Ask Betty: 11 tips for getting organized so you can enjoy the holidays
photo by Flickr user HeartofSand
If you’re like me, you close the door on the last trick-or-treater, turn around and, WOAH! The Big Three Holidays are bearing down on you like an avalanche. The cooking, the shopping, the cards, the tree, the decor, the wrapping, the parties
There’s not enough time!
We know that by the middle of next month, we'll be sucking our thumbs in the fetal position, so why wait? Let's just grab the leftover Snickers, curl up and start gaining the five pounds we'll be resolving to lose come New Year's Day.
I think the problem stems from our mental vision of Martha Stewart-esque perfection. We imagine mirthful flocks of friends dropping by unannounced as we waft through the scene in chic holiday attire, passing trays of unpronounceable edibles, amid sophisticated (yet whimsical) decorations. It’s all perfect. And, of course, it’s all homemade.
So, how do we get there? Is it even possible?
“Organization” may sound dry and clinical, but this time of year, it’s our ally. Like any tool, organization can help us create the desired outcome. Does it promise perfection? No, but is it really perfection we want? Or is it good will, cheer and happy family memories? OK, it is perfection we want — and the other stuff, too. Here are 11 tips for approaching that vision.
* Start now, while time is on your side! Get yourself a multi-page folder or binder, create sections for each coming holiday and start making a list. (Don’t worry; I won’t say, “Check it twice.”) Get some plastic sheet protectors, plenty of paper and a calendar. Get used to keeping your binder with you. (In January, when you’re packing up decorations, tuck your holiday binder in with them.)
* Will you be hosting Thanksgiving dinner? List all the guests expected for the day. Next, list all the dishes you plan to serve, then all the ingredients you’ll need. Keep any recipes you’ll be using in your binder.
* Already feeling overwhelmed? Then consider asking guests to bring a dish to pass. Not only does this ease your load as host, but it’s fun. People like to contribute, and being responsible for only one dish allows each person to shine.
* If you’re sending holiday cards this year, determine how many. Buy the cards and stamps, then divide the number of cards by the number of weeks before your mailing deadline. Keep that number of cards with you in your binder, with address book and stamps and write a few every time you have 15 or 20 minutes.
* Tidy and clean the public areas of your home. If you don’t have time to clean, hire a service. Then pull out your holiday decorations, and pack away some of your tchotchke and bric-a-brac to better showcase your holiday decor.
* Consider gift shopping online. This saves lots of time, reduces stress and can actually be fun! Many vendors offer free shipping near the holidays, too. As gifts arrive, wrap and tag them right away and keep them together.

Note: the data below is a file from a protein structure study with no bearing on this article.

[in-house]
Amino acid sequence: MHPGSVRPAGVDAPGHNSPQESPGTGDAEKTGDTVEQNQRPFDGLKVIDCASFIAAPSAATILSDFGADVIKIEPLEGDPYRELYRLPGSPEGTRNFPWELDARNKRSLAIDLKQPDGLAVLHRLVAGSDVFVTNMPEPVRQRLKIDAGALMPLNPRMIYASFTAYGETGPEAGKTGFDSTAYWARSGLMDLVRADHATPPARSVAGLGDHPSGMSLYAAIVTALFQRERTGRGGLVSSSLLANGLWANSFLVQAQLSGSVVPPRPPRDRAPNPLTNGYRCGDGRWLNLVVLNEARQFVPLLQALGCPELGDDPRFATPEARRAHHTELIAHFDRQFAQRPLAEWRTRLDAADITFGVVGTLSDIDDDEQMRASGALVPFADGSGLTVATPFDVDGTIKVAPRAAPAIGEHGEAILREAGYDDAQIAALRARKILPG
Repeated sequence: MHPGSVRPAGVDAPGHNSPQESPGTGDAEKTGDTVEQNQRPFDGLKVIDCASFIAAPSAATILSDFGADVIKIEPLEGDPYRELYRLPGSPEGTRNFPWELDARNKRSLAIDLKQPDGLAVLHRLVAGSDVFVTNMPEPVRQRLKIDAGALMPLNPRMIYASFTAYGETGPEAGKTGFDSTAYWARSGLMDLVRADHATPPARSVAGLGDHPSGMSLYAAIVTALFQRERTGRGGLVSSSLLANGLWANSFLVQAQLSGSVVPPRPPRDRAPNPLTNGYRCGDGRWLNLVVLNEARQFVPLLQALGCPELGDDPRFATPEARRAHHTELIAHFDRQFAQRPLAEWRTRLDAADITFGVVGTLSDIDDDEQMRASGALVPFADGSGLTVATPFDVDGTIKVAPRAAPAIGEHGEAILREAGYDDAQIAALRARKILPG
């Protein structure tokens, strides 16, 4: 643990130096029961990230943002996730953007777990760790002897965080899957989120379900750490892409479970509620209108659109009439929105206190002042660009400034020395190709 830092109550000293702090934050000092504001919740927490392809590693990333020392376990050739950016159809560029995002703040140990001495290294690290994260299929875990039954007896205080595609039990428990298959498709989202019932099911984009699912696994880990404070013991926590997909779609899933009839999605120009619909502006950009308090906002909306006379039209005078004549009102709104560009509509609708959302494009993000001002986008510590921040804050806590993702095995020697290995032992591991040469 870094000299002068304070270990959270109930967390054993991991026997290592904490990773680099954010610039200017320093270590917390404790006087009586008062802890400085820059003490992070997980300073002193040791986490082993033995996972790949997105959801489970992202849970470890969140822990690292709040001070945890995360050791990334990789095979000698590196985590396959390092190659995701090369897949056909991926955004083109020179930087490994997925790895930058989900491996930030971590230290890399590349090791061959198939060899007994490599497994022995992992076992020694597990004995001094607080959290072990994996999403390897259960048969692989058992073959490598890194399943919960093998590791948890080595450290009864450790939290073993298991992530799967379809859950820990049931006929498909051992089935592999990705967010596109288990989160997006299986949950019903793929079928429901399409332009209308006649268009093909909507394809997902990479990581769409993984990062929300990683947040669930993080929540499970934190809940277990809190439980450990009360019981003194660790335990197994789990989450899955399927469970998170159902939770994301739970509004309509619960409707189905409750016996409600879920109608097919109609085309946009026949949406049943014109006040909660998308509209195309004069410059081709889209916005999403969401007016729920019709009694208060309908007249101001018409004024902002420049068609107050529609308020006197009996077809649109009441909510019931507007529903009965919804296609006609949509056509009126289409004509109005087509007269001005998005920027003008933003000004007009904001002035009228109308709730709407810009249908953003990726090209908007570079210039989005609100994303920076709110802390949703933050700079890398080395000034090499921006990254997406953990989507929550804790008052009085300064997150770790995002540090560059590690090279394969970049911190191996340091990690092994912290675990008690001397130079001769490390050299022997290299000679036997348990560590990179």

* If you’re shipping gifts, mail packages when you mail your cards. Take advantage of the post office’s free priority mail boxes. They also have fixed rate boxes, but use these only when your items are heavy for their size. If you have lots to ship, consider scheduling a free pick-up. (For more information, go to www.USPS.com.
* Keep your camera out and accessible, and remember to snap friends and family who stop by. Have snacks at the ready for unexpected drop-ins. Crackers, cheese and grapes arranged artfully on a platter always look festive. Cranberry juice mixed with ginger ale is a perfect beverage. (Use your nice dishes and glassware.)
* Expecting overnight guests? This is tough if you use the guest room for storage most of the year. If possible, move the clutter to the basement, garage — anywhere it won’t be seen over the holidays.
* Imagine a nice hotel room — calm, clean, clutter-free. Dress the guest bed with fresh sheets, plump pillows and an extra blanket. Have a reading lamp on the nightstand and a couple of magazines or books to choose from. Make plenty of closet room for hanging items, and offer one or two empty drawers. A single fresh bloom breathes life into a room. Add a sprig of evergreen for a holiday touch.
* Your NOT-to-do list: Think about activities in past years that hated doing. Don’t do them this year! Hate making cookies? That’s what bakeries are for. Hate stringing lights on the tree? Ask a family member, or pay a neighborhood teen $20 to do it for you.
We tend to think that during the holidays, we are duty-bound to give everyone else a good time. But the truth is, when we have fun, our guests and family will, too. Joy is contagious. Your family’s best holiday memories — and yours — will include how much you enjoyed yourself.
And those extra five pounds? Well, that’s a blog for another day